Blog: Rural communities that support people with dementia
Published: 30 Jul 2018
Dementia is an issue everywhere, but in rural areas, the issue is exaggerated because many people are isolated. Where I live, in a village in the Scottish Highlands, there are only about 700 people. We don’t have a bank or even a chemist. In a city, you can go to the park or a restaurant, and you’ll see people. But in rural villages like mine, that’s not the case.
When an older person living in a rural area is diagnosed with dementia, usually on top of other health issues they’re already dealing with, there often isn’t a younger person around to help them – in some rural areas of the Scottish Highlands, one in three people are over 65. This means the community has to step in.
When my husband Andrew was diagnosed with vascular dementia in 2006, I saw how ill-equipped our local community was in this respect; nobody knew anything. There was a lack of information and support around dementia.
Below: Ann Pascoe
I realised that something had to change, so in 2012 I applied for a Churchill Fellowship to travel to India and learn about community support for people with dementia. I saw many inspiring initiatives, but it was the principle of what they were doing that has guided the action I’ve taken since: that lay people can be informed about dementia, and that we don’t have to only rely on professionals.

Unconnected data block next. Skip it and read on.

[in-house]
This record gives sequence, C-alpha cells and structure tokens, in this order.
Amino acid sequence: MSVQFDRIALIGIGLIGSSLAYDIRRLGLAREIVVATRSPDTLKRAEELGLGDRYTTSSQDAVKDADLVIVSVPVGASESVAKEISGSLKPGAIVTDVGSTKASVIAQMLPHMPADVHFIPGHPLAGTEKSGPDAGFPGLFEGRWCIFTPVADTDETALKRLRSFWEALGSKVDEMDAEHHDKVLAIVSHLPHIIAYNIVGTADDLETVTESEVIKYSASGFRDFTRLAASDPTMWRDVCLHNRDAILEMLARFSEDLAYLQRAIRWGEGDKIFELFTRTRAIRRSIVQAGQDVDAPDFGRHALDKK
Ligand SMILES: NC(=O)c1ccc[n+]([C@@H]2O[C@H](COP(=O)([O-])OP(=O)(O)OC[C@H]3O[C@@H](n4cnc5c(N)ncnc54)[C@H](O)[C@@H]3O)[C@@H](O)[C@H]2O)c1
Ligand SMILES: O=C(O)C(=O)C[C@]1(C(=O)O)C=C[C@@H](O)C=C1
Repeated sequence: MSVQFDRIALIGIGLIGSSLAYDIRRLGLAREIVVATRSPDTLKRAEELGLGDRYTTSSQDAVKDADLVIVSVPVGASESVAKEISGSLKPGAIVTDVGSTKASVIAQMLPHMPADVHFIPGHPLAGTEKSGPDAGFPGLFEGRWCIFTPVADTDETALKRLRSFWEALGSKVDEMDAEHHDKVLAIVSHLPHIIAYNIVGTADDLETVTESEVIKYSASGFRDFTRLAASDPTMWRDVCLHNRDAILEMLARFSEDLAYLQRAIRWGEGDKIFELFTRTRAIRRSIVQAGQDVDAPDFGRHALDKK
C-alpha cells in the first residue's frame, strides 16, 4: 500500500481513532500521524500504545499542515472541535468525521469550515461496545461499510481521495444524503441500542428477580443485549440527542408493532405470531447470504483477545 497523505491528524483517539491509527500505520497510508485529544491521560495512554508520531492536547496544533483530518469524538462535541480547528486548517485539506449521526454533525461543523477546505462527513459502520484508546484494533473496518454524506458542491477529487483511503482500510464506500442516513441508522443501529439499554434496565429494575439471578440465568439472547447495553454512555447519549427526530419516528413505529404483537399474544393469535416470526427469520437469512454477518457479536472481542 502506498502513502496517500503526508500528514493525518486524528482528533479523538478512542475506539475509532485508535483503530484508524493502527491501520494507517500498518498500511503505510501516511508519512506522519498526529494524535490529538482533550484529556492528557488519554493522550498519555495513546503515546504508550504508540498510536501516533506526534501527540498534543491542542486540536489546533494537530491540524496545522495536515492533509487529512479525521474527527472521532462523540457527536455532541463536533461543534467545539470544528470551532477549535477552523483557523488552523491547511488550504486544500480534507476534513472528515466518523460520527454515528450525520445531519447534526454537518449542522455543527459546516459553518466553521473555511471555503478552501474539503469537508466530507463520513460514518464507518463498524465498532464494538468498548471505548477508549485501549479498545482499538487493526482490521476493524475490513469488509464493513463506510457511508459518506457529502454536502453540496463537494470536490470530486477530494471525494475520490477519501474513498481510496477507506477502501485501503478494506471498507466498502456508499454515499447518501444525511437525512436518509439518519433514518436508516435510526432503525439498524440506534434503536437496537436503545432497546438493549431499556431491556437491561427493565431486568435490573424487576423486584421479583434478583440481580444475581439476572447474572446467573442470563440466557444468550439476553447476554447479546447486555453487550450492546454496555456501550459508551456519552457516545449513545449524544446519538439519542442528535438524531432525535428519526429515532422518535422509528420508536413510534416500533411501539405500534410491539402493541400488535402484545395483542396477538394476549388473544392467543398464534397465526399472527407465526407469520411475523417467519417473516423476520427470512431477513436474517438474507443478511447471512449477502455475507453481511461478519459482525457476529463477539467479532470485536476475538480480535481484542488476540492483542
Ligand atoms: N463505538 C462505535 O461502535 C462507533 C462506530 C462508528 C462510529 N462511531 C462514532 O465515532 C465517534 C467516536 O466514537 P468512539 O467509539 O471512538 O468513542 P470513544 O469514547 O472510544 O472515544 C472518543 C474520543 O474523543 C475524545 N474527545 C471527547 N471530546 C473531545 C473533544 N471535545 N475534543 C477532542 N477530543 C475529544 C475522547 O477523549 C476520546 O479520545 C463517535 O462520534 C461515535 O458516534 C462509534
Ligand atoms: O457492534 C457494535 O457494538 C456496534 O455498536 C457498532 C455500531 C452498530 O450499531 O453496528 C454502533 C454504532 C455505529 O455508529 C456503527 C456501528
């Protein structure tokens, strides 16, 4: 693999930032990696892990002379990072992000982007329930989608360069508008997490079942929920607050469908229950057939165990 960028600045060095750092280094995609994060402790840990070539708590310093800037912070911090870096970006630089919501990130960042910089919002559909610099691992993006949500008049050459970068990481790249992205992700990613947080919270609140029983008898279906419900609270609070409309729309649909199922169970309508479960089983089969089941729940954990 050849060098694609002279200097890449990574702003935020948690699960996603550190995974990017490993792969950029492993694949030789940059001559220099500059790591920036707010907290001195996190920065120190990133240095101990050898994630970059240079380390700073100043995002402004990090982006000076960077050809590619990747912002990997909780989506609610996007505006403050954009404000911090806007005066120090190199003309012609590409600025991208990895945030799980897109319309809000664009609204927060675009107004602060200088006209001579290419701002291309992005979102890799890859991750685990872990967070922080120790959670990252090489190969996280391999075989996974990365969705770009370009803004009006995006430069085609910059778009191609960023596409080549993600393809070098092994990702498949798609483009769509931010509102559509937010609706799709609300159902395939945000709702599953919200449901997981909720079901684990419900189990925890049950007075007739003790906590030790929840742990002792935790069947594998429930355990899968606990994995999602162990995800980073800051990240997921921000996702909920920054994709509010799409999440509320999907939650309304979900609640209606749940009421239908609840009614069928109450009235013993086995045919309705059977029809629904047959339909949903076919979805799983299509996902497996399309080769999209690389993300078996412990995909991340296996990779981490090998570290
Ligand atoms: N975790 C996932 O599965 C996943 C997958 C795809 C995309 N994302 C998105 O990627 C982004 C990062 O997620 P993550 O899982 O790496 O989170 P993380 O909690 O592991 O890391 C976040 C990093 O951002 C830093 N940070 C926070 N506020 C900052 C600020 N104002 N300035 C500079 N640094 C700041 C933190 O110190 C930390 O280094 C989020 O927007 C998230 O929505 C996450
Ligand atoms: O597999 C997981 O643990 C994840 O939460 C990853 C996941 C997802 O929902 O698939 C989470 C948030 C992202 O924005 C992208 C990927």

When I returned to the UK, with the help of other people in my community, I started a social enterprise called Dementia Friendly Communities (DFC). We’ve established a Circle of Support in our rural community that acts as an additional layer of assistance between the person with dementia and their carer and the NHS.
All of our staff and volunteers are trained in identifying and supporting people with dementia and can recognise issues that need to be referred to a professional. In addition, when a person with dementia comes out of hospital, the community support steps in once again.
The support we provide includes a wellbeing hub providing regular social activities (top picture), arts programmes and Dinner to Your Door, which currently provides between 30 and 40 meals in our area every day. Not only do these initiatives support the wellbeing of the person with dementia, they also relieve some of the burden on the carer.
Below: DFC's Dinner to Your Door programme provides 30 to 40 meals every day
We’ve received £225,000 funding from the Life Changes Trust to roll out the Circle of Support to eight other rural communities. They will each receive £10,000 plus an interactive screen to link them into our rural network and our support to help them get up and running.
I’ve also been able to influence the way dementia is responded to in rural communities at a national level. I was part of the Prime Minister's Rural Dementia Communities Task and Finish Group, which published its ‘Dementia-friendly rural communities guide’ earlier this year. In addition, we’re in the process of writing practical How To guides rooted in our experiences of establishing community support, which anyone will be able to download from the DFC website.
In 2014 I gained an MSc in Dementia and this, along with my Churchill Fellowship, has given me the credibility I need to do the work I’ve done. Before this, I had lived experience of dementia, but nobody would listen to me. My Fellowship changed everything, and it gave me the wherewithal to do all the things I wanted to do.